Support the Monkey! Tell All your Friends and Teachers
He went over in memory the names of a number of women he
knew, and finally fixed on one, largely because of the convenient
location of her home on the West Side, and promised himself that
as he came out that evening he would see
her. When, however, he started west on the car he forgot, and was
only reminded of his delinquency by an item in the "Evening
News"- a small three-line affair under the head of Secret Society
Notes-which stated the Custer Lodge of the Order of Elks would
give a theatrical performance in Avery Hall on the 16th, when
"Under the Gaslight" would be produced.
"George!" exclaimed Drouet, "I forgot that."
"What?" inquired Carrie.
They were at their little table in the room which might have been
used for a kitchen, where Carrie occasionally served a meal. To-
night the fancy had caught her, and the little table was spread with
a pleasing repast.
"Why, my lodge entertainment. Theyíre going to give a play, and
they wanted me to get them some young lady to take a part."
"What is it theyíre going to play?"
"íUnder the Gaslight.í"
"On the 16th."
"Well, why donít you?" asked Carrie.
"I donít know any one," he replied.
Suddenly he looked up.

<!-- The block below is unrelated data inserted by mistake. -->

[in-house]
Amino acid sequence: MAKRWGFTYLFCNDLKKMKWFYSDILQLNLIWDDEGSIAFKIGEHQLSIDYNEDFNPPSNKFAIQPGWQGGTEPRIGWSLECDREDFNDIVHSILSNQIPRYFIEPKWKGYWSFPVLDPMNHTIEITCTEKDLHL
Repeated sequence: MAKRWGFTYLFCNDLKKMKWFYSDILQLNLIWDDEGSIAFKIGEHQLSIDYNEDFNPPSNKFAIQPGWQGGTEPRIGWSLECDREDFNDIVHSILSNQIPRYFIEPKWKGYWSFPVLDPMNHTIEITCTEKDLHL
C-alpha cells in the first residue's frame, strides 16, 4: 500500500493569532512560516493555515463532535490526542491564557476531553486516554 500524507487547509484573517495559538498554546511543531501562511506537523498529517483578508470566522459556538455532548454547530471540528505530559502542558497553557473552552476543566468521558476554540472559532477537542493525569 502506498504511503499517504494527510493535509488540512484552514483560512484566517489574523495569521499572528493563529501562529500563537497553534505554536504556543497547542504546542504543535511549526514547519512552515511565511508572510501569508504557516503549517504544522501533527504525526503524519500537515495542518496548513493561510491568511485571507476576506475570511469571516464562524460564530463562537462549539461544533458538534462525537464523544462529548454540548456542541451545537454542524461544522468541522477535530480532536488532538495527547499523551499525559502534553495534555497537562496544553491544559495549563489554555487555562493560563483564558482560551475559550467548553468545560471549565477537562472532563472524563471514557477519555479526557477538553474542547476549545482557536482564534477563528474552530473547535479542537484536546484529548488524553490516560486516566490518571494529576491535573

"Say," he said, "how would you like to take the part?"
"Me?" said Carrie. "I canít act."
"How do you know?" questioned Drouet reflectively.
"Because," answered Carrie, "I never did."
Nevertheless, she was pleased to think he would ask. Her eyes
brightened, for if there was anything that enlisted her sympathies
it was the art of the stage.
True to his nature, Drouet clung to this idea as an easy way out.
"Thatís nothing. You can act all you have to down there."
"No, I canít," said Carrie weakly, very much drawn toward the
proposition and yet fearful.
"Yes, you can. Now, why donít you do it? They need some one,
and it will be lots of fun for you."
"Oh, no, it wonít," said Carrie seriously.
"Youíd like that. I know you would. Iíve seen you dancing around
here and giving imitations and thatís why I asked you. Youíre
clever enough, all right."
"No, Iím not," said Carrie shyly.
"Now, Iíll tell you what you do. You go down and see about it.
Itíll be fun for you. The rest of the company isnít going to be any
good. They havenít any experience. What do they know about
He frowned as he thought of their ignorance.
"Hand me the coffee," he added.
"I donít believe I could act, Charlie," Carrie went on pettishly.
"You donít think I could, do you?"
"Sure. Out oí sight. I bet you make a hit. Now you want to go, I
know you do. I knew it when I came home. Thatís why I asked
"What is the play, did you say?"
"íUnder the Gaslight.í"
"What part would they want me to take?"
"Oh, one of the heroines-I donít know."
"What sort of a play is it?"